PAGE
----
Sisters' Highland Holiday

When my sister, Pearly, suggested planning a Sisters’ Holiday during her visit from the UK, she also stipulated that it should be to a destination that does not need a visa.

The iconic clock tower at the town square in Fraser's Hill
That’s because when we, the three sisters, made a previous trip to Hoi An, Pearly had to go to London to arrange for her visa into Vietnam. That experience was just too stressful for her so she requested that this time, we should go to where she does not need a visa.

While considering various destinations in Asia, Pearly suddenly proposed a road trip to local destinations.

Then she narrowed it down to visiting the highlands, just like how our dad used to take us to Fraser’s Hill, Ipoh and Cameron Highlands during the year-end holidays.

Mum and dad would pack their three daughters in our trusted Volkswagen to head North from Johor Baru in the wee hours of the morning for a day-long drive.

We stopped our drive to enjoy the view of this waterfalls
In those days, there was no North-South Highway so dad would drive the scenic route from dawn to dusk, making pit-stops at coffee-shops for us to use the restrooms, before we reached our destination.

I remember being seated in the center of the back seat (between my two older sisters) with a small plastic bucket wedged between the two front seats, positioned just below my face so that if I felt car-sick during the drive, I could throw up into the bucket…

Memories of our family highland holidays – that later also included our younger brother – compelled us to seriously consider our destination options.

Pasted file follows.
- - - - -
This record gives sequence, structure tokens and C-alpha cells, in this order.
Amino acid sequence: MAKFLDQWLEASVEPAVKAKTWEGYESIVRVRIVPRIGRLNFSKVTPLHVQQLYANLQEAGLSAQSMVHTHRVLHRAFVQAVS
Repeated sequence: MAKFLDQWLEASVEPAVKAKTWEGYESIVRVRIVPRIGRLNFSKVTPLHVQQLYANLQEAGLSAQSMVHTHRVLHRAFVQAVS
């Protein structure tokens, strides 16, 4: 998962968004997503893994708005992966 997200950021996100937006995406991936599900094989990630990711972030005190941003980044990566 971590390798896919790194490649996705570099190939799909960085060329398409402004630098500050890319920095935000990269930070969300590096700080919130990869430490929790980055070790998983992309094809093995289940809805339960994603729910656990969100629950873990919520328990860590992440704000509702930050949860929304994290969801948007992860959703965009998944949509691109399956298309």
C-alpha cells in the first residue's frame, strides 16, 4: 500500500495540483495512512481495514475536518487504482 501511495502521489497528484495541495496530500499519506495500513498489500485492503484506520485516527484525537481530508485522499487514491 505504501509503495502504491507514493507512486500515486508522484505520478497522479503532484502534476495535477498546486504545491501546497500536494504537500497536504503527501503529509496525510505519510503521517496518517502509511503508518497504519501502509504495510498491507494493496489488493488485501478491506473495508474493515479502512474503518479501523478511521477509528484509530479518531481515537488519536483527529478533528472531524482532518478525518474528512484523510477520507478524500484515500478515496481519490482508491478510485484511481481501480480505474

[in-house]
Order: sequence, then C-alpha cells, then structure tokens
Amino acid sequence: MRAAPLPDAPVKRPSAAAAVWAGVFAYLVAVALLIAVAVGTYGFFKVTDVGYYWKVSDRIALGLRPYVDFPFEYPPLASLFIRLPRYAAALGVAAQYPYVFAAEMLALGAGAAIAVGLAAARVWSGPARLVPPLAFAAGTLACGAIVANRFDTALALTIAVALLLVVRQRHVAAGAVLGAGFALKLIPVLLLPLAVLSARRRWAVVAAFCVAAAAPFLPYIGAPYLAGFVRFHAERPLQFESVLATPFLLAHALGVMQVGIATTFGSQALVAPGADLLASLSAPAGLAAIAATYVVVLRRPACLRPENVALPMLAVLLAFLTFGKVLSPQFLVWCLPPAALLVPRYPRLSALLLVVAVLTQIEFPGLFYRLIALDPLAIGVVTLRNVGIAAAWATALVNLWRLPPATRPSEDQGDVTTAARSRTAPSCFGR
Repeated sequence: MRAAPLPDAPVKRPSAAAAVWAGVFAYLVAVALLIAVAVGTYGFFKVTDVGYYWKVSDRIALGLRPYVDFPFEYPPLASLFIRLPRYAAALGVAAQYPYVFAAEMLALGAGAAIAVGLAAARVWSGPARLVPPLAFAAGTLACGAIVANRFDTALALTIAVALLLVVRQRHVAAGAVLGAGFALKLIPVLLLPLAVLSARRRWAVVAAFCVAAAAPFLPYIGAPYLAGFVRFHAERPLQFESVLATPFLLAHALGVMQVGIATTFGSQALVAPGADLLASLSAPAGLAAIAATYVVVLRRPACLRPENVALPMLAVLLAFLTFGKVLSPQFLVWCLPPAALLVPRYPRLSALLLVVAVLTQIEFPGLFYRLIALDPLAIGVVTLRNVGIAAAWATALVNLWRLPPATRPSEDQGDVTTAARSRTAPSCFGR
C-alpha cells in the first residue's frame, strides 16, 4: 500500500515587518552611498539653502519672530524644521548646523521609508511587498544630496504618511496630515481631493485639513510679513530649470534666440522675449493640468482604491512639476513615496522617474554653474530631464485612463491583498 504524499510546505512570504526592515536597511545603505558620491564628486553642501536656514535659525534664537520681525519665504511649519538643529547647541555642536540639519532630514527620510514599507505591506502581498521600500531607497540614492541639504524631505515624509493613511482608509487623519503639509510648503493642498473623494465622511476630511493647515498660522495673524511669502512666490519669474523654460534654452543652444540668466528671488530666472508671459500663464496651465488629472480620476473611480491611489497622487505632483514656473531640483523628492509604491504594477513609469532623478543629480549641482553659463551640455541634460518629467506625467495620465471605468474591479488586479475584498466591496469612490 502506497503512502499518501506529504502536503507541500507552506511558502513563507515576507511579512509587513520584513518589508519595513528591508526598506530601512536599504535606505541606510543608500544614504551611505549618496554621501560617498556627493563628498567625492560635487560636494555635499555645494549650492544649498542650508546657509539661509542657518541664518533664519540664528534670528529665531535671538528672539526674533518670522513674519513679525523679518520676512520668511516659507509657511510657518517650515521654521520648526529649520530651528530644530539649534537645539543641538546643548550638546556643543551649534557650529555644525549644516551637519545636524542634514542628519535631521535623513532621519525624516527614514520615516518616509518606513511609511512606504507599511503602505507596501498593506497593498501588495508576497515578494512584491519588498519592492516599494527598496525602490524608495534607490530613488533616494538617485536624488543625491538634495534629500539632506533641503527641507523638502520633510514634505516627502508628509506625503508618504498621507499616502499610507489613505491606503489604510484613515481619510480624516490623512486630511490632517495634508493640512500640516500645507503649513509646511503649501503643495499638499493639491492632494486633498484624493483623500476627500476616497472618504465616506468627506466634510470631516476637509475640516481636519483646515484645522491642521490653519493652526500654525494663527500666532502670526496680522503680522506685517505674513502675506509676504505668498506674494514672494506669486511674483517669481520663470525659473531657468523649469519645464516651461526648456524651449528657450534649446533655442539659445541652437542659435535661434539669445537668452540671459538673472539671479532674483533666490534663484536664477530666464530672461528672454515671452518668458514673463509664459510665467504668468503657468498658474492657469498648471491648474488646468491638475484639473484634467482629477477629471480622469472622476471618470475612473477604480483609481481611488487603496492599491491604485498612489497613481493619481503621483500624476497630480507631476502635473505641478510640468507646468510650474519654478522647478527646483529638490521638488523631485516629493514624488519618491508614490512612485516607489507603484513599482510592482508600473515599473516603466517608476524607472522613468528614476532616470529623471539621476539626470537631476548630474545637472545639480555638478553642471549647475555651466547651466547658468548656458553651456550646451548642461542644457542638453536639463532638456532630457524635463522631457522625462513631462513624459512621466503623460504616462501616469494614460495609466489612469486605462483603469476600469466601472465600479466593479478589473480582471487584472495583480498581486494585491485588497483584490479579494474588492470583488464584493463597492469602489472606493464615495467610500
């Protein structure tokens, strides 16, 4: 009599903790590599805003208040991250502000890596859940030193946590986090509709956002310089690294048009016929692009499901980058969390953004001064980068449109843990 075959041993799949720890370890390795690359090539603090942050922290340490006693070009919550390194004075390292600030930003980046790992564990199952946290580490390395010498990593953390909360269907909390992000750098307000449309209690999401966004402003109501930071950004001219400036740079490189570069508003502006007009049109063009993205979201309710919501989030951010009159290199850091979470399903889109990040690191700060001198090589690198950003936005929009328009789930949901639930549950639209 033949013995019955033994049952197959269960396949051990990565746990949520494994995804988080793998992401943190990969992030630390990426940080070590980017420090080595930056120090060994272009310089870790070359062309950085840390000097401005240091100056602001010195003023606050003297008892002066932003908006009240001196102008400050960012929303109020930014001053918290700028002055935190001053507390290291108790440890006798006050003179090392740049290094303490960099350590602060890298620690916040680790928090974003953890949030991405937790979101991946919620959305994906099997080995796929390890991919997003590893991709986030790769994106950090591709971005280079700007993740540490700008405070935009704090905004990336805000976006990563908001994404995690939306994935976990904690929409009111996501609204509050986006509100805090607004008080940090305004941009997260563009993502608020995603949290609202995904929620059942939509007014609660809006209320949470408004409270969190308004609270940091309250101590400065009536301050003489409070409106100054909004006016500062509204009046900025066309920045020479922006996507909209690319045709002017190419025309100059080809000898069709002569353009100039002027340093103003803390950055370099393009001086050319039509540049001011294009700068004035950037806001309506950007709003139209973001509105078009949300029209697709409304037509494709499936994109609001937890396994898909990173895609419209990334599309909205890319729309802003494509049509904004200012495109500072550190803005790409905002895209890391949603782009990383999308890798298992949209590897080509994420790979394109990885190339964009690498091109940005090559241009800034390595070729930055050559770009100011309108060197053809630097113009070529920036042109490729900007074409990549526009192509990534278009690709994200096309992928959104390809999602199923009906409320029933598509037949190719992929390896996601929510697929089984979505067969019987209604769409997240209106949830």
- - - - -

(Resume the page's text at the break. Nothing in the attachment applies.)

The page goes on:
Finally Ruby, our eldest sister, made the reservations online for late November to Fraser’s Hill and Awana at Genting Highlands because Cameron Highlands was just a bit too far a distance to cover for this road trip.

My sisters, Ruby [Left] and Pearly [Right]
The idea of staying in Awana was to explore the Premium Outlets there (shopping!) and to experience the recently upgraded cable-car ride to Resorts World at the summit.

In fact, dad talked about going on the cable-car but at that time, the system was closed for refurbishing and he did not have the opportunity to enjoy the ride. So our sisters’ cable-car ride was somewhat on dad’s behalf.

The drive from JB on the North-South Highway was a familiar route but I had, however, even forgotten how to get to the foothills of Fraser’s Hill. It was far too long since we last visited this hill resort…

So with Ruby as our navigator, we made our way through Rawang before coming across another familiar town, Kuala Kubu Baru.

The sign outside the property named, Banglo Johor
at Fraser's Hill
Pearly, who was half-reclining on the back seat, was reading and dozing most of the way – and asking, “Are we there yet?  She was also supplying us with snacks and sweeties (from the UK!) to keep us fortified for the drive.

And when we reached the foothills and started to climb up Fraser’s Hill, she had her camera out to snap shots of the lovely scenery to keep as photo mementoes.

Every now and then, she would let out a yell when she spotted an impressive sight and I would slow the car down and stop, if necessary, for us to take in the view and snap some shots.

I remember the Rest House and its flower gardens at The Gap where we used to stopover for the wait because back then, there was a single route for up and down. Cars had to stop for the all-clear signal and took their turns to travel up or down that route.